Rid-All Foundation to host second “Toy Gun Buy Back Program” this Saturday, June 27th from Noon – 5 p.m.
Cleveland, OH – Gun violence continues to plague our communities and the Rid-All Foundation will continue to raise awareness around this issue with a second “Toy Gun Buy Back Program” on Saturday, June 27, 2015 at the Rid-All Urban Farm, 8129 Otter Road (off East 82nd and Kinsman) from Noon – 5 p.m.
During this event, the Foundation will also unveil the sixth edition of its Brink City Comic Book, which is a special edition focused on the dangers of guns and gun violence. The comic books serve a two-fold purpose – educating youth on the effect that “woes” such as contaminated soil and food deserts have on our communities, and to give them an alternative perspective on how they can improve their health and support their community. The “Toy Gun Buy Back Program” is an opportunity to remove these “toys” from the streets while at the same time providing an alternative to “guns as toys” while offering parents information on more sustainable and productive activities for their children.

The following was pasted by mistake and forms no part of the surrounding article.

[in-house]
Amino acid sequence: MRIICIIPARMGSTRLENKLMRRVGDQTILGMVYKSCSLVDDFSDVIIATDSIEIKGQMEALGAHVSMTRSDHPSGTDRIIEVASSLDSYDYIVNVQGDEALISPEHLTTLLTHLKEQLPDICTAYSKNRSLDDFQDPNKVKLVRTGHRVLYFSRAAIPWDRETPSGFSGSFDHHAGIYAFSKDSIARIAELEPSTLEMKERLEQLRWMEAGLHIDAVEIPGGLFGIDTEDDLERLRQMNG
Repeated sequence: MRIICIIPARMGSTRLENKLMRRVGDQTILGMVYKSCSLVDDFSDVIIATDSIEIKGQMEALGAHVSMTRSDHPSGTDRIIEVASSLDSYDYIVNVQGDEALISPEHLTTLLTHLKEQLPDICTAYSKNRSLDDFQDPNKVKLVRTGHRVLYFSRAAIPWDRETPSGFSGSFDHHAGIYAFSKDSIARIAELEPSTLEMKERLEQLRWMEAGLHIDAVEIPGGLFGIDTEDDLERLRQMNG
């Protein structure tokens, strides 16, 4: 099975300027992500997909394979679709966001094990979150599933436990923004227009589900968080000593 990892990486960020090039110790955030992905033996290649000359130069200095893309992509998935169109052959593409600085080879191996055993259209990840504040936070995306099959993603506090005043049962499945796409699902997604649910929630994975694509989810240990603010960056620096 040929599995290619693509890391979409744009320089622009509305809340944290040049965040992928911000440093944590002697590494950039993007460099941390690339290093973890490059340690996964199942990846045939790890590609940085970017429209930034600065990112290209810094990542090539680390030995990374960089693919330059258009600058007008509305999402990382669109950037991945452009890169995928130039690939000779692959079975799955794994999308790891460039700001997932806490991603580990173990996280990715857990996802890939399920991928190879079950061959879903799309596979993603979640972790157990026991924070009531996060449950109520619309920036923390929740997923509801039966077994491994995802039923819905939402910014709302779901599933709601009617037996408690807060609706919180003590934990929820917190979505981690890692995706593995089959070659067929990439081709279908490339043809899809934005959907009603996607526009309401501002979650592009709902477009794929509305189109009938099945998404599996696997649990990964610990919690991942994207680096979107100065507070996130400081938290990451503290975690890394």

The buyback furthers Rid-All’s “Shoot Hoops Not Guns” program started a few years ago with the support of local stars such as retired Cavaliers point guard Austin Carr, and local caterer Tom Paige. “The goal of our programming is to raise awareness for parents who purchase guns for their children, and to put something else in their hands (rather than a toy gun) that is safe and sustainable,” said Damien Forshe, co-founder of the Rid-All Foundation.
As part of Saturday’s program, the first 100 parents who bring their child or children to turn in a toy gun (including pellet or replica guns) will receive a $25 Dave’s Gift Card and each child will receive a Rid-All comic book. The gift cards are limited to one per family. The afternoon will also include free hot dogs, music and a tour of the Rid-All farm. For more information on the Toy Gun Buy Back, please contact Rid-All at 216-990-8191.
About Rid-All – Our mission is to transform communities, starting with 3 acres in Cleveland’s Kinsman Neighborhood, known as the Forgotten Triangle. We’ve reclaimed the land for growing fruits and vegetables, farming fish, creating soil from food waste discarded by others and more. We’ve constructed two green houses, four hoop houses, a tepee and an edible trail to add to our fish farming. The Rid-All organization has also developed a keen interest in youth development and has implemented programs such as essay contests, science education programs for Cleveland Metropolitan School students and a summer Youth Farmer Leadership Program. Visit ridall.org for more information.